The idea that Major League Soccer will overtake Major League Baseball as the third most popular American sports league is very realistic.
MLS kicked off its 2020 season, highlighted by the debut of David Beckham’s expansion team, Inter Miami. The league celebrates 25 years of existence after soccer “arrived” in America with the hosting of the 1994 World Cup.
With spring quickly approaching, the sports world is usually in an unusual time period. The NBA and NHL are in the final stretch before their postseasons conclude in early June. The insanity of March Madness, the college basketball championship tournament, will entertain for a couple weekends. With the MLB still in spring training and preparing for their slow, lengthy eight month season, there is not much else on the horizon after that.
At a 2020 MLS season kickoff event, Los Angeles Football Club owner Larry Berg stated he believes the MLS will be a more popular American choice than the MLB, according to the Associated Press.
“I think we’ll pass baseball and hockey and be the No. 3 sport in the U.S. behind football and basketball,” Berg said. “We definitely have the demographics in our favor, both in terms of youth and diversity,” as reported by the Associated Press.
The owner of the now second-newest MLS expansion team has the numbers on his side. According to a Gallup poll conducted in 2017, 7% of Americans selected soccer as their favorite sport while 9% had baseball as their top choice. Although still more popular, this was baseball’s lowest number since Gallup first began this poll in 1937.
The biggest testament to this narrow gap is the rise in quality and quantity of American soccer players and fans.
In the past decade, there has been an increase in top American professional players going to Europe to play in the best leagues in the world. Recently, we are observing the best American amateurs joining the biggest youth academies in the Europe. As teenagers in these academies, the young players focus their life around soccer with support from the club in order to be successful professionals.
This ambitious process is starting to pay off for these youngsters. Last summer, 21-year-old American player Christian Pulisic was bought for $73 million by Premier League giants Chelsea from German club Borussia Dortmund. He had joined Dortmund at the age of 16.
More Americans following Pulisic’s path as Weston Mckennie and Tyler Adams are becoming crucial players for their clubs in Germany’s top tier.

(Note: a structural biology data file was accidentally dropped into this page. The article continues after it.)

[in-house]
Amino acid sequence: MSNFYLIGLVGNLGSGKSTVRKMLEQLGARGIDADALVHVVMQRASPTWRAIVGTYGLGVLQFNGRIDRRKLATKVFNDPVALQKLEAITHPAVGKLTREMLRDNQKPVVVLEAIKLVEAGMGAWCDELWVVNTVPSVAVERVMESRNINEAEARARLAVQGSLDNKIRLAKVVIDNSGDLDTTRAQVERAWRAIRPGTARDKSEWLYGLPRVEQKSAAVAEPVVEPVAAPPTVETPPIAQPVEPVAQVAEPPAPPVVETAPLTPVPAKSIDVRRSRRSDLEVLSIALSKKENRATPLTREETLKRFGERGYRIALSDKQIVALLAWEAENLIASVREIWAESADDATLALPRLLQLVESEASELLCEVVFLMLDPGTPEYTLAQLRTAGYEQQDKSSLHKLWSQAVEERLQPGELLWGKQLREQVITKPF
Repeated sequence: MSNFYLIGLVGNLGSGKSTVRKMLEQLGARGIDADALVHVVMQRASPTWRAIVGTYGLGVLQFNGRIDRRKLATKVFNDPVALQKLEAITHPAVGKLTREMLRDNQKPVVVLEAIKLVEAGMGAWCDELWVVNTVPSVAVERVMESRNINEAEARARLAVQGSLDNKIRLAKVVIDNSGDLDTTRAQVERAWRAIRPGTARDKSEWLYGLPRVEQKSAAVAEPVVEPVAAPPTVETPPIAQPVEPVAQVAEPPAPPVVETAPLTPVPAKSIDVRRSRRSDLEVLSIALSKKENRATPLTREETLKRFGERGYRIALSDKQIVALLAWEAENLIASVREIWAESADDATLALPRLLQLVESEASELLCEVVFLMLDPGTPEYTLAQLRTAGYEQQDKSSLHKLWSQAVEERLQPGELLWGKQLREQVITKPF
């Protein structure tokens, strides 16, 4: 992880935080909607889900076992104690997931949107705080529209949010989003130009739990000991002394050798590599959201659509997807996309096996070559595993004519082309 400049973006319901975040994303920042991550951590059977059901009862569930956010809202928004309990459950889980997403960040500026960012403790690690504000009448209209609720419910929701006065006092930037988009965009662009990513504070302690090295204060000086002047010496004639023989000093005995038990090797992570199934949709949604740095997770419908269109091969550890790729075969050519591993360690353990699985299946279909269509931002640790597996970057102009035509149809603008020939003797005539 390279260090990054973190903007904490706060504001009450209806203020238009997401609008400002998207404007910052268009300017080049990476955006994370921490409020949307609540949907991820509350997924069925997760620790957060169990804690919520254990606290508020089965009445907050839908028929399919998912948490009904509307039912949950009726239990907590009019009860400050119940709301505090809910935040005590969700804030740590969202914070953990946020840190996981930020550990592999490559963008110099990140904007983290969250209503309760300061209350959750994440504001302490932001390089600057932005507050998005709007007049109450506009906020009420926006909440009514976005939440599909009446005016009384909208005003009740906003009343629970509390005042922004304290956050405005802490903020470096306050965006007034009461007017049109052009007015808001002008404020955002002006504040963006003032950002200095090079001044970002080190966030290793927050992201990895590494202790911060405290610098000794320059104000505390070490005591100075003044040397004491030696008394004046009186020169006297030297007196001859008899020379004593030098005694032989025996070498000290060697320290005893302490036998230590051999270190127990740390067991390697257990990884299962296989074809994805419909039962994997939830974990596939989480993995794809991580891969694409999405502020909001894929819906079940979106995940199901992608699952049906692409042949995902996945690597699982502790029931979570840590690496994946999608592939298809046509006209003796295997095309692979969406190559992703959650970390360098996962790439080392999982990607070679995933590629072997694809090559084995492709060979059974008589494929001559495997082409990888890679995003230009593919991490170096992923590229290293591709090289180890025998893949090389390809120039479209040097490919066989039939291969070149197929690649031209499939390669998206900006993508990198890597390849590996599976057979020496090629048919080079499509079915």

Locally, the effects of the spread of soccer are very apparent.
This year, before the COVID-19 pandemic halted American sports leagues, San Diego was to welcome the inaugural season for two local franchises: San Diego Loyal Soccer Club and 1904 Football Club. According to the team’s website, the Loyal are managed by U.S. soccer legend Landon Donovan and are members of the United Soccer League, the United States’ second tier league. Meanwhile, two of 1904 FC’s founders are former Premier League stars Eden Hazard and Demba Ba, also according to the team’s website.
In the three years since the Gallup poll, MLB’s popularity has only diminished. The league’s office has been trying to adapt the game to our modern culture, such as speeding up pace of play, but any progress has been destroyed by the Houston Astros cheating scandal.
The Astros were exposed in Nov. 2019 by The Athletic for a sign stealing operation. The team used video cameras to observe the type of pitch the catcher was calling, then simultaneously banging on a trash can to alert the batter during their 2017 championship season and the years following.
Demeaning the integrity of the sport on the way to a World Series title has made many fans of baseball irate. However, the handling of the situation by the MLB has led to far more outrage than first imaginable.
After the league’s investigation, and what was said to be a “player-driven” scandal by MLB commissioner Rob Manfed in his investigation summary, only general manager Jeff Luhnow and manager AJ Hinch were suspended for one year, later to be fired by the Astros. These would be the only suspensions handed out as not one player was punished.
The stars of the Astros were faced with a tornado of media at the beginning of Spring Training where they offered half-hearted apologies – much to the disgust of the baseball world.
This horrid taste baseball fans have in their mouth is awful for the already struggling league. This black eye on baseball will always be a shameful part of its history and a main reason for its descent against soccer.